Back on the web

Phew, step one is done: Our house has been transferred to the new owners, we have been homeless for 8 days and we camped in our small tent during that time. Then we moved into our temporary new house and our stuff arrived fromĀ  storage and finally the cats are back from their hotel.

We’re working on step two: Buying a house just accross the border in Germany.

But for now we’re settling in in our rented house. I just made a bit of applesauce from apples from our garden here. The house has a large garden as we measure these things here in the Netherlands and it has an orchard of about 10 very neglected fruit trees. When I saw that I knew we’d want to rent this house! We also harvested some plums.

The apple tree may be a “Transparante Blanche ” orĀ  “Yellow Transparent”. A very early apple which starts to taste ‘mealy’ very quickly. The cable to connect our camera with the pc is still boxed somewhere… pictures to follow after it has been retrieved.


Homegrown meal

  • First early potatoes
  • Oxheart cabbage stir-fried with onions and garlic
  • Quorn pieces marinated in kecap (not homegrown)
  • Strawberries in the (not home-made) yoghurt


Cracking nuts

I like walnuts. I like them a lot. And we are lucky enough to have several walnut trees in the neighbourhood where I can find them in autumn, though there are lots of other people were also interested so it’s a matter of luck if you find any. But by going searching regularly I can usually collect quite a few walnuts. I also ask around for nuts if people have them in excess. If you have one or two large trees, you can easily find you have more walnuts then you can use. Now that people know that I am interested to get them, they will accept gifts of walnuts even if they don’t use them themselves. The nuts get passed on to me, which makes me happy.

But then I find myself facing a bucket of nuts which have to be cracked/shelled. Right…

Using traditional nutcrackers (of the twisting or squeezing kind) I find my hands and arms soon hurting, so I devised my own, high-tech method of cracking walnuts. As it really is too complicated to explain in words, I add a photograph.


The stone is a salvaged piece of marble from a tabletop. Perfect anvil for nut cracking.




  • 235 ml milk
  • 80 g quick cooking oats
  • 1 egg
  • 60 ml vegetable oil
  • 125 g all-purpose flour
  • 50 g white sugar
  • 7 g baking powder
  • 3 g salt


  1. Preheat oven to 425 degrees F (220 degrees C). Grease muffin cups or line with paper muffin liners.
  2. In a small bowl, combine milk and oats; let soak for 15 minutes.
  3. In a separate bowl, beat together egg and oil; stir in oatmeal mixture. In a third bowl, sift together flour, sugar, baking powder and salt. Stir flour mixture into wet ingredients, just until combined. Spoon batter into prepared muffin cups until cups are 2/3 full.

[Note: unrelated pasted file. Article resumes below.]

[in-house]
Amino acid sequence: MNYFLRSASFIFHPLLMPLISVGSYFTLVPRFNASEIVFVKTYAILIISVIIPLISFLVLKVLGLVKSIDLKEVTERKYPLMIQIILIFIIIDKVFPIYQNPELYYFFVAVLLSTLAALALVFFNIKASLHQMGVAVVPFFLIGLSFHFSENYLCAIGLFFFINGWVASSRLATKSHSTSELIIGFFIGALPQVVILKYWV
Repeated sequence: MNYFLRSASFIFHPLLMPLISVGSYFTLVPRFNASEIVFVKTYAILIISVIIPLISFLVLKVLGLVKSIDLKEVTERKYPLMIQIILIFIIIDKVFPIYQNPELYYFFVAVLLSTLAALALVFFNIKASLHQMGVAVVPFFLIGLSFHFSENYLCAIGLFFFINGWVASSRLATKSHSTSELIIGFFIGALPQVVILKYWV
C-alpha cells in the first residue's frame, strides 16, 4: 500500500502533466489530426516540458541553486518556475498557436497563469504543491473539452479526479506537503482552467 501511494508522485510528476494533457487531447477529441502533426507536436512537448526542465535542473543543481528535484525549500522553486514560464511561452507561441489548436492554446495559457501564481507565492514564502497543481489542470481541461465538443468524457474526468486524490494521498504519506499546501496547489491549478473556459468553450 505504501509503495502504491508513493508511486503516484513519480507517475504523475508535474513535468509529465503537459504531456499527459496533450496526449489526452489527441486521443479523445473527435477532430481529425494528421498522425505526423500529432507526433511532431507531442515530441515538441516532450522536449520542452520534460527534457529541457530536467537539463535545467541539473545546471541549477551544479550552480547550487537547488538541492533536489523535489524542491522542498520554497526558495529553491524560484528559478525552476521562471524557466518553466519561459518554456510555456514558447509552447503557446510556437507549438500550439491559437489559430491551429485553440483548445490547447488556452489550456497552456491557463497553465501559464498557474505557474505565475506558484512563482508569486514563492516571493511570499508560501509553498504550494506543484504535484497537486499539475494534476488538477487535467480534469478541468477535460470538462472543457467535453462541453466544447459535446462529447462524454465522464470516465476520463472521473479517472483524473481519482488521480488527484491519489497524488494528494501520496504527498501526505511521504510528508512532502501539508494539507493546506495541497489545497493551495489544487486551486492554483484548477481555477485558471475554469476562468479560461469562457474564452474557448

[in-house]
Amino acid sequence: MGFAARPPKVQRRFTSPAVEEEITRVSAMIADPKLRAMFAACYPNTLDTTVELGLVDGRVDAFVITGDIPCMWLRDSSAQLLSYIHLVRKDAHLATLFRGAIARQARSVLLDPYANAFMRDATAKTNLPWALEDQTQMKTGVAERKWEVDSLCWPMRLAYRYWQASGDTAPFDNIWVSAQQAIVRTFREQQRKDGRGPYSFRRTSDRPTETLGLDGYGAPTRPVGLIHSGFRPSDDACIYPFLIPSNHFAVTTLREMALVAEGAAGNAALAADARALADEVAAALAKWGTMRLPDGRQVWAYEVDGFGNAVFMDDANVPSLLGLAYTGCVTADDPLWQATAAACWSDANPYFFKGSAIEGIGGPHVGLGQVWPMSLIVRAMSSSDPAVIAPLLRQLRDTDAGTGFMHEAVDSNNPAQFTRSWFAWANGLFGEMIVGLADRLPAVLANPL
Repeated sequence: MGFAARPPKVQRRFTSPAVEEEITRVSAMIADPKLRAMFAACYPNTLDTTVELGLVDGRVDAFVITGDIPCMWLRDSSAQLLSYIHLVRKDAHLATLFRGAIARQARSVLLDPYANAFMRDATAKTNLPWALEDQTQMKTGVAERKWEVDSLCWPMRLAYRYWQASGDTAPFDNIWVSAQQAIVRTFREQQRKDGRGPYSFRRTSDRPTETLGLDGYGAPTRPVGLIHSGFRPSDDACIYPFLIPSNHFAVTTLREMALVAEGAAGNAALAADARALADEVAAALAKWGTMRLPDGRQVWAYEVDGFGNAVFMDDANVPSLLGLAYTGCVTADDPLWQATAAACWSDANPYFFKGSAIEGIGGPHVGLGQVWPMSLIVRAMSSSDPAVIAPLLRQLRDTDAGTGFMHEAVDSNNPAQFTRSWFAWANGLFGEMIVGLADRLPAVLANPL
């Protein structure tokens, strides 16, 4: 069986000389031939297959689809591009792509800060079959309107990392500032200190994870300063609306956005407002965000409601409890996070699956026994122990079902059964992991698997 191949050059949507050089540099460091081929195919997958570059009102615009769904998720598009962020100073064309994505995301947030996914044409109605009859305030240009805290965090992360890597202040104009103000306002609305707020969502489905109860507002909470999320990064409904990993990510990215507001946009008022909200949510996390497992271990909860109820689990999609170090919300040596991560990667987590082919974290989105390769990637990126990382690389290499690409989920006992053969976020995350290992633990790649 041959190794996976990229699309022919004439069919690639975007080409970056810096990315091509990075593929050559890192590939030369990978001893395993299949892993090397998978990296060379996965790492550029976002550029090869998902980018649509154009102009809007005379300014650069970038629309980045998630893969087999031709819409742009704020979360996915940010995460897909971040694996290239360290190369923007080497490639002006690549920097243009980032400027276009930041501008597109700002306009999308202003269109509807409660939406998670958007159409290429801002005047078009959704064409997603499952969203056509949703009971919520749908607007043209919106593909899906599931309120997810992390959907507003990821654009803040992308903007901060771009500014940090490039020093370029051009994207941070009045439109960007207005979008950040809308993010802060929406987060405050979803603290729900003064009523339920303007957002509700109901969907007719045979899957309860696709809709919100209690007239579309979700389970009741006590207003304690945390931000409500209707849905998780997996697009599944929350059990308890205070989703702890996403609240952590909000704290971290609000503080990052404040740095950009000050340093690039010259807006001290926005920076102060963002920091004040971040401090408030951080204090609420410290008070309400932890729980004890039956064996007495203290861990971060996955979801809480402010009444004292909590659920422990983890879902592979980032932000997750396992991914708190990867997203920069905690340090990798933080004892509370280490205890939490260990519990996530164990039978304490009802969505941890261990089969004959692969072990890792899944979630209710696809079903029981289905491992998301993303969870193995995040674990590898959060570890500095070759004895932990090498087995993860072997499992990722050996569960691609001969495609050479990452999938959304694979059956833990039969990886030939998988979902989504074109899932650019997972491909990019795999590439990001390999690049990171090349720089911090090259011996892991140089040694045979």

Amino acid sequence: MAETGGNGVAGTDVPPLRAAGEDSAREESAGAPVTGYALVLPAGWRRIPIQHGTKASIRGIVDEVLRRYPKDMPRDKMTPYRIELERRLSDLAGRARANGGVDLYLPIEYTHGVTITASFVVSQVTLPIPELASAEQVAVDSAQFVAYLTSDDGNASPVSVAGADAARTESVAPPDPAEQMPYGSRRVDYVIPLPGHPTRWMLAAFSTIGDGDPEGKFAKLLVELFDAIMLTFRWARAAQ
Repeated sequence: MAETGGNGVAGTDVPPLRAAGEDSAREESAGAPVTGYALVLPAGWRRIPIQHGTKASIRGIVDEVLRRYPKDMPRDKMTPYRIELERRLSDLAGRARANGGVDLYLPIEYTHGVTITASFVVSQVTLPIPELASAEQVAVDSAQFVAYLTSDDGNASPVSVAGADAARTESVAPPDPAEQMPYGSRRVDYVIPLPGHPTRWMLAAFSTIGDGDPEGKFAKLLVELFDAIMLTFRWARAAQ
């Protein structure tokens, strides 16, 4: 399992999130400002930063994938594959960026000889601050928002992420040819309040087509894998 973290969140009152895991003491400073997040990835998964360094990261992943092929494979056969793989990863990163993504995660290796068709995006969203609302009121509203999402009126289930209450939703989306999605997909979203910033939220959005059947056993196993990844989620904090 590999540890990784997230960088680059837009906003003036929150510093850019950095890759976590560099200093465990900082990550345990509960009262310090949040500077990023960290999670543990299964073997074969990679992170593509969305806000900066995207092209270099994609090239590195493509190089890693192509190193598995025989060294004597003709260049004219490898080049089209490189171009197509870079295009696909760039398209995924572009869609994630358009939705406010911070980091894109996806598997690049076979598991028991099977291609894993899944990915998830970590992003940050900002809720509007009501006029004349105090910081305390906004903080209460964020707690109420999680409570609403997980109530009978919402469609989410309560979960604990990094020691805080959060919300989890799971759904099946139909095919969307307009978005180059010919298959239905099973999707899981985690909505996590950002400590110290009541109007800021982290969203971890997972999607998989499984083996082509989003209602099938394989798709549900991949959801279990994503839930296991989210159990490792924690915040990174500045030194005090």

4. Bake in preheated oven for 20 to 25 minutes, until a toothpick inserted into the center of a muffin comes out clean.

Geplakt uit <>

Conclusie: lekker (zeker met de extra walnoot die ik erin had gedaan) maar erg stevig.

Homegrown food

Salad of homegrown tomato and rocket

Homemade hummus and homegrown sweet pepper

Tomatoes for canning

My tomato plants have been struck by blight and the plants are deteriorating fast. There’s still quite some green fruit there, though, so I’m leaving it on and have been harvesting the (almost) ripe tomatoes that have not been blighted yet. Yesterday I had enough to justify a small canning session. It’s nice to have four more pots of canned tomato in the larder.

Borlotti beans

Ready for a 48 hour period of freezing to kill off any bugs/larvae/eggs, then storage in a tight container at room temperature.



Christmas tree pear

Kerstboompeer (christmas tree pear): The name of this beautiful cooking pear. ’t Was a windfall and we ate it tonight. Taste was all right, but next time I’ll need to cook it a bit longer.



French bean glut

Through a confluence of events I am currently experiencing a glut of French beans in my allotment. I had purchased some seed from the Real Seed Catalogue in the UK. These were Coco Spohie beans, a flat podded French bean. I had very poor germination and I thought it was just bad luck or bad handling of the sewing on my side. But I was contacted by them with the message that they had received reports of poor germination and if I was experiencing this too, I could get a packet of replacement seed. Really good service, that! Anyhow, I had already sown another type of French beans and then I had also put in the entire remainder of the package of Coco Sophie beans, supposing that they would probably not germinate and that it would not be any use keeping the seeds as they were not of good quality for germination. But, lo and behold, this time all the seeds germinate it. Causing me to have quite a few French bean plants. And they have been producing quite well over the last weeks. Of course, we have eaten French bean several times, I have also given away plenty, but I have also been diligently blanching and freezing the harvest. This results in us now having some 20 frozen green bean packages. Just like in the picture, where you can see this morning’s efforts ready to be frozen.


rozijnenbolletjes (raisin rolls)

rozijnenbolletjes (raisin rolls)

« Older entries